Search continues for body at Texas plane crash site

This image taken from video provided by KRIV FOX 26 shows the scene of a cargo plane crash on Saturday, Feb. 23, 2019 in Trinity Bay, just north of Galveston Bay and the Gulf of Mexico in Texas. Lynn Lunsford with the Federal Aviation Administration did not immediately know the status of the people aboard and the Chambers County Sheriff's Office could not immediately be reached for comment. (KRIV FOX 26 via AP)

ANAHUAC, Texas — Authorities continued to scour the shallow waters of a southeast Texas bay Monday for clues about what led to the sudden crash of a Boeing 767 cargo plane carrying Amazon packages, and for the body of one of the three people aboard.

A north wind has aided searchers by exposing more of the three-quarter-mile debris field left Saturday when Houston-bound Flight 3591, which Atlas was operating for Amazon, disintegrated on impact with Trinity Bay, about 35 miles (55 kilometers) east of the city, an area sheriff said Sunday night.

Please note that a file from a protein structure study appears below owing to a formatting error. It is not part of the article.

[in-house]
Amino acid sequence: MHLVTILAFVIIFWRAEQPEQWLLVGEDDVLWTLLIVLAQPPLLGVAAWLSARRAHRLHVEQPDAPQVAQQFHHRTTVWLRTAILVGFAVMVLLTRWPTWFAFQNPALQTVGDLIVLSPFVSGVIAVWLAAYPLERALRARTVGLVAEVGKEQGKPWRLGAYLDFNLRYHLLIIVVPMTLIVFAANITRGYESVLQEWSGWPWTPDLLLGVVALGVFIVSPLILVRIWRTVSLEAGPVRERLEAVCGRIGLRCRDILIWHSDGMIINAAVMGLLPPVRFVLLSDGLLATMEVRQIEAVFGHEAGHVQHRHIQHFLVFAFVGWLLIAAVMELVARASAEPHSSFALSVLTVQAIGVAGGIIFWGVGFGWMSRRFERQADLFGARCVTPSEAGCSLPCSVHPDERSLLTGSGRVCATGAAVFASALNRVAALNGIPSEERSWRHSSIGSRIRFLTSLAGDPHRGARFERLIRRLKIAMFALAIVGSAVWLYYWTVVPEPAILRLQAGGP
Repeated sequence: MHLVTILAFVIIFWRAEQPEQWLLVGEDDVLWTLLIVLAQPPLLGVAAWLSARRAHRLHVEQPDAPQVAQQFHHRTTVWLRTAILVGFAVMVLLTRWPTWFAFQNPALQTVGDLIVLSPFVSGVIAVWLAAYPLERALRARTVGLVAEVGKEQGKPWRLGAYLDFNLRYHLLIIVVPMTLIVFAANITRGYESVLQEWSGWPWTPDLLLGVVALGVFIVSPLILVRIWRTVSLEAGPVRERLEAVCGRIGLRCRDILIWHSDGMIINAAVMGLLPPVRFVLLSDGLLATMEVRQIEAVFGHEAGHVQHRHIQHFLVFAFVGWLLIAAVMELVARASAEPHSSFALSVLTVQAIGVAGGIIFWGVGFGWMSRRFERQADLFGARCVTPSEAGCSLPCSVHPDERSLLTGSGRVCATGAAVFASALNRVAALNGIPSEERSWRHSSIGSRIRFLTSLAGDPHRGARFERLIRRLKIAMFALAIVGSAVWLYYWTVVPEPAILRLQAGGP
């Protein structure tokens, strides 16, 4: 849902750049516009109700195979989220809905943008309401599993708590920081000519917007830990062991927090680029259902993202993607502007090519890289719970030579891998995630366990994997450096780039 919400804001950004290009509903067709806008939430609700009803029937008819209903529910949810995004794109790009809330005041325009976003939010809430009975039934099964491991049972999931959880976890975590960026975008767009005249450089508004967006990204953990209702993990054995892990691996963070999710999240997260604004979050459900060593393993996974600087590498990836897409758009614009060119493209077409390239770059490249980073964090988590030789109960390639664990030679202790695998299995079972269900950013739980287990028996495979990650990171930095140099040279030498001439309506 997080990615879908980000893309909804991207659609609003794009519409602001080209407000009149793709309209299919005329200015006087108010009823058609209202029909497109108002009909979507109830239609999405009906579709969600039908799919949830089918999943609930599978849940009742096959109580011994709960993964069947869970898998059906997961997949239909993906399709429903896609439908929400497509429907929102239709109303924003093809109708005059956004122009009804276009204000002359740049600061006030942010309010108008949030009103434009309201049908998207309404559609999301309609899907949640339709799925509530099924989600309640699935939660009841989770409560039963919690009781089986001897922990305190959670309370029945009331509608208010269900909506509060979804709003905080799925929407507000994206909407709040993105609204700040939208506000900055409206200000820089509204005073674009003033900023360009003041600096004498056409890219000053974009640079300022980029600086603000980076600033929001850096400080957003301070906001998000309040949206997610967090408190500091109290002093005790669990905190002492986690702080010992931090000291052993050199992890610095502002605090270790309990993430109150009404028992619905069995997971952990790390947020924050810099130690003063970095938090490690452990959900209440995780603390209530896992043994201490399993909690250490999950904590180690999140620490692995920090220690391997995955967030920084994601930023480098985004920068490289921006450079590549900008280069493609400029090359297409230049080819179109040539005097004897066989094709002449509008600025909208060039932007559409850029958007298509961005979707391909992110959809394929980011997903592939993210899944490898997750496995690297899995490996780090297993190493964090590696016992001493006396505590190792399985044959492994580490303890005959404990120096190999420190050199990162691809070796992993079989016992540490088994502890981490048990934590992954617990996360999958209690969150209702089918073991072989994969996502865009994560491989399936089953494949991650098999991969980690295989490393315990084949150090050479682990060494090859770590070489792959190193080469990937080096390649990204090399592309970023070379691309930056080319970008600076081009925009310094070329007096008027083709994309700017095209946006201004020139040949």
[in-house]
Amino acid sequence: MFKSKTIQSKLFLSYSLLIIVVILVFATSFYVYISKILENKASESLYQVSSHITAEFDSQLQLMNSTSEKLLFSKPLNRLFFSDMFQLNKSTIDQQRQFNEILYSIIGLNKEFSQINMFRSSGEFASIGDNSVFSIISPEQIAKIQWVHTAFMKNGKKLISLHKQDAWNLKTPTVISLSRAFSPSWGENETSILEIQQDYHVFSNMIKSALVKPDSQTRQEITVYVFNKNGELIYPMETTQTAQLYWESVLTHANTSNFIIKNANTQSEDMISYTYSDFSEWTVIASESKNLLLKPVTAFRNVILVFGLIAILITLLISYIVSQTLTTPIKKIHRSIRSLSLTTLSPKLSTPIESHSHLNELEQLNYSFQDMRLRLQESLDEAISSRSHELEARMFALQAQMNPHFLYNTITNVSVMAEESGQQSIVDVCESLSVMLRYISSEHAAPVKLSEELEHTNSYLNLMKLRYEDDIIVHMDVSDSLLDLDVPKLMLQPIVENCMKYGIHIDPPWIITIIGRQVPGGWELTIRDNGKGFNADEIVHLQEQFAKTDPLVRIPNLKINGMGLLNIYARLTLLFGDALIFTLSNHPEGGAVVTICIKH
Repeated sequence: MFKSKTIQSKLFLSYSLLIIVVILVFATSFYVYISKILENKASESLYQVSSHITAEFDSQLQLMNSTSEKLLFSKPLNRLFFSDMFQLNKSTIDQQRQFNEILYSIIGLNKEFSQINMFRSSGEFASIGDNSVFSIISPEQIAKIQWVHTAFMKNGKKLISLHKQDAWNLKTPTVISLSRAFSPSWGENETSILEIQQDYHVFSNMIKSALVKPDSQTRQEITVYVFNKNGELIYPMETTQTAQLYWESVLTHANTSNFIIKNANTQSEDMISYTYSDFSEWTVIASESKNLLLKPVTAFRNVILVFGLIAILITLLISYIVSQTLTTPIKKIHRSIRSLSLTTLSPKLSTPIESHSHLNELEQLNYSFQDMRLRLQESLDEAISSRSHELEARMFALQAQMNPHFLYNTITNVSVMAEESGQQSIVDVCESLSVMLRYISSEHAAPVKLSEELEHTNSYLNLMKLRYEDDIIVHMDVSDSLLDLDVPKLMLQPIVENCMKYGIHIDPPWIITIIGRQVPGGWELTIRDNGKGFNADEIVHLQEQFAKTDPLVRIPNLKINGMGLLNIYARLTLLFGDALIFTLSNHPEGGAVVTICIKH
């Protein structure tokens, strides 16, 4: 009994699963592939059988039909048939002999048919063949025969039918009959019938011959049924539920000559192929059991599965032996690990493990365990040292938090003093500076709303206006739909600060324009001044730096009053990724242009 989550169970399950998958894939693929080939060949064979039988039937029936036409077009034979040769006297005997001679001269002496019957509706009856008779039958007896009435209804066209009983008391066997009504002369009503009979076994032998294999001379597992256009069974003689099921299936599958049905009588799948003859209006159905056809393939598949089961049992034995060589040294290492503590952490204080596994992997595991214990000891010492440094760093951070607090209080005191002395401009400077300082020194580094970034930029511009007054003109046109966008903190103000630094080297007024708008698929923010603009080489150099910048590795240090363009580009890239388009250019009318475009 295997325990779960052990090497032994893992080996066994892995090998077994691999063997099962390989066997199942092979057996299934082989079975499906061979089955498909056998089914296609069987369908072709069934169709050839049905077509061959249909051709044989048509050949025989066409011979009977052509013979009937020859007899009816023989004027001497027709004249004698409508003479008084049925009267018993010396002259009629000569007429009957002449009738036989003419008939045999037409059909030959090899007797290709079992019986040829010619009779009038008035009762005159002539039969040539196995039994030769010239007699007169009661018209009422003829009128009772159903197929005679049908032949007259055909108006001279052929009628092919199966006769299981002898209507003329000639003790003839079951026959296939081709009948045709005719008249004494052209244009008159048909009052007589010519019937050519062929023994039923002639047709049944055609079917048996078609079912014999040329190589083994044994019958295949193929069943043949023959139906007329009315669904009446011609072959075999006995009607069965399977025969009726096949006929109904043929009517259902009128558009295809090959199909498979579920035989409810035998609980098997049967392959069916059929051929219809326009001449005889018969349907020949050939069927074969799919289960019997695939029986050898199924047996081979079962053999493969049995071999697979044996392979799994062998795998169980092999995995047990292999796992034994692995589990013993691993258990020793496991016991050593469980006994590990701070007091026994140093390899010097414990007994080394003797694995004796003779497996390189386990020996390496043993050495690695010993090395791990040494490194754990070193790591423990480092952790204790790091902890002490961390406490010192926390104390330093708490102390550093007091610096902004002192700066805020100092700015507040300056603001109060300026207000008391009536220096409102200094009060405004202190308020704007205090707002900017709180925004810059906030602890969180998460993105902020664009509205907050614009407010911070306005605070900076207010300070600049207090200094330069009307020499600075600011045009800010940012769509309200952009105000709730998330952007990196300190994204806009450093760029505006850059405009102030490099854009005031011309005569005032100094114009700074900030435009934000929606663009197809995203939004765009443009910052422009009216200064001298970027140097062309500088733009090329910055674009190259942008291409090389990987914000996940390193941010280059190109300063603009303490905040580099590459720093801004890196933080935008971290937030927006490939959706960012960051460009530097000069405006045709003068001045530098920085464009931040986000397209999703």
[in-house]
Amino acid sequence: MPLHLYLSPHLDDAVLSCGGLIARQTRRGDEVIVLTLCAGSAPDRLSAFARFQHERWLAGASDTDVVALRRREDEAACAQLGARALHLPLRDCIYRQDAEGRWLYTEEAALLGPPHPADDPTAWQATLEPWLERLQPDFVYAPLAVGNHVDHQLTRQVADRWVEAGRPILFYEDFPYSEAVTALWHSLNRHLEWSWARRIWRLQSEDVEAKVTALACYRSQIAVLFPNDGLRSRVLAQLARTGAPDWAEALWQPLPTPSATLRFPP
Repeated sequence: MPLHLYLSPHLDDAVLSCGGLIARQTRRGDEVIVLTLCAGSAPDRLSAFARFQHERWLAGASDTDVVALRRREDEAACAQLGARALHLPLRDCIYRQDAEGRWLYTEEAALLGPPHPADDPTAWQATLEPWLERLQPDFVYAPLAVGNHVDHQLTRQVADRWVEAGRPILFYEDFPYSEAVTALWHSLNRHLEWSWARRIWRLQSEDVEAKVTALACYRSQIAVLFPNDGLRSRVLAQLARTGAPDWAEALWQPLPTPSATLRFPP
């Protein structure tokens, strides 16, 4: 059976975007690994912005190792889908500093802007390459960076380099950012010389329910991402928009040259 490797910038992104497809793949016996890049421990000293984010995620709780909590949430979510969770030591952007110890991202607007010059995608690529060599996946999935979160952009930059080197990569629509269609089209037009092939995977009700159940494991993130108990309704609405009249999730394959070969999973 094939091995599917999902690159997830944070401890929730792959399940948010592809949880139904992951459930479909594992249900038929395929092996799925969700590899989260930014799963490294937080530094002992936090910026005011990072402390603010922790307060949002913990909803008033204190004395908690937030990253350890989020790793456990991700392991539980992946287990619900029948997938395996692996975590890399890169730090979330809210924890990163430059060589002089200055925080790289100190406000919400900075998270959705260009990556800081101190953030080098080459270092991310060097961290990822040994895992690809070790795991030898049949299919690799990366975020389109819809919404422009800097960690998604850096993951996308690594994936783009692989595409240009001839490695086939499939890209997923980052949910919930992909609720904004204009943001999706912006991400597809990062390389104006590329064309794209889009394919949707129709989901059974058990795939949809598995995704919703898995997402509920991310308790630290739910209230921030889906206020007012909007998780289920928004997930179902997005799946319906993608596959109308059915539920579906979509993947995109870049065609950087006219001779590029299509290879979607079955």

None of the three people on the jumbo jet survived the crash, according to authorities and the plane’s owner, Atlas Air. On Sunday, emergency workers recovered two bodies from the coastal bay, which were sent to a medical examiner’s office for autopsies.

Sheriff’s deputies and investigators from the FBI and National Transportation Safety Board are searching for the remaining body and the plane’s black box, which records flight data and voices in the cockpit.

The only person aboard the flight from Miami to be officially identified was a pilot for another airline who had been riding in a passenger seat on the cargo plane.

Mesa Airlines Capt. Sean Archuleta had been getting a lift back to his home in the Houston area, his friend told the Houston Chronicle . The 36-year-old was a new father and weeks away from starting his “dream” job flying for United Airlines, Don Dalton, Archuleta’s roommate, told the paper.

Archuleta’s wife lives in Colombia and was “devastated” by the news of his death, Dalton said.

Atlas Air said in a Sunday statement that it has established a program to support the families of the dead and that it has a team, including CEO Bill Flynn, at the crash site to assist investigators.

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